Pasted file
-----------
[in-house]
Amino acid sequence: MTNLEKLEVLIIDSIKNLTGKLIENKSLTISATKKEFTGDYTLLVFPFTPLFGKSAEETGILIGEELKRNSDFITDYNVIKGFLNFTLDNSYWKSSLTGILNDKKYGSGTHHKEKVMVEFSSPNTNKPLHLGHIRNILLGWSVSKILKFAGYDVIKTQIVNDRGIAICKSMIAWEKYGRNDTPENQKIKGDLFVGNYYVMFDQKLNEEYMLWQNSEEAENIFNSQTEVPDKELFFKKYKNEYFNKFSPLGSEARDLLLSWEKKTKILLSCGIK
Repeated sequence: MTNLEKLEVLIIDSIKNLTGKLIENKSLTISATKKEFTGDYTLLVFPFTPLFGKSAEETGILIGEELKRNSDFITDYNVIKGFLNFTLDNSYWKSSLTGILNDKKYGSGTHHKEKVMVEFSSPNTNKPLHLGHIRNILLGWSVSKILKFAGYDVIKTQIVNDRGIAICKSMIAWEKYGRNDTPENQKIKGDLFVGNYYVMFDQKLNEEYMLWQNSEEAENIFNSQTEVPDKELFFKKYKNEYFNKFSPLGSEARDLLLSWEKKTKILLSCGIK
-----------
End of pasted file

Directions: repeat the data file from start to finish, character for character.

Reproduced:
[in-house]
Amino acid sequence: MTNLEKLEVLIIDSIKNLTGKLIENKSLTISATKKEFTGDYTLLVFPFTPLFGKSAEETGILIGEELKRNSDFITDYNVIKGFLNFTLDNSYWKSSLTGILNDKKYGSGTHHKEKVMVEFSSPNTNKPLHLGHIRNILLGWSVSKILKFAGYDVIKTQIVNDRGIAICKSMIAWEKYGRNDTPENQKIKGDLFVGNYYVMFDQKLNEEYMLWQNSEEAENIFNSQTEVPDKELFFKKYKNEYFNKFSPLGSEARDLLLSWEKKTKILLSCGIK
Repeated sequence: MTNLEKLEVLIIDSIKNLTGKLIENKSLTISATKKEFTGDYTLLVFPFTPLFGKSAEETGILIGEELKRNSDFITDYNVIKGFLNFTLDNSYWKSSLTGILNDKKYGSGTHHKEKVMVEFSSPNTNKPLHLGHIRNILLGWSVSKILKFAGYDVIKTQIVNDRGIAICKSMIAWEKYGRNDTPENQKIKGDLFVGNYYVMFDQKLNEEYMLWQNSEEAENIFNSQTEVPDKELFFKKYKNEYFNKFSPLGSEARDLLLSWEKKTKILLSCGIK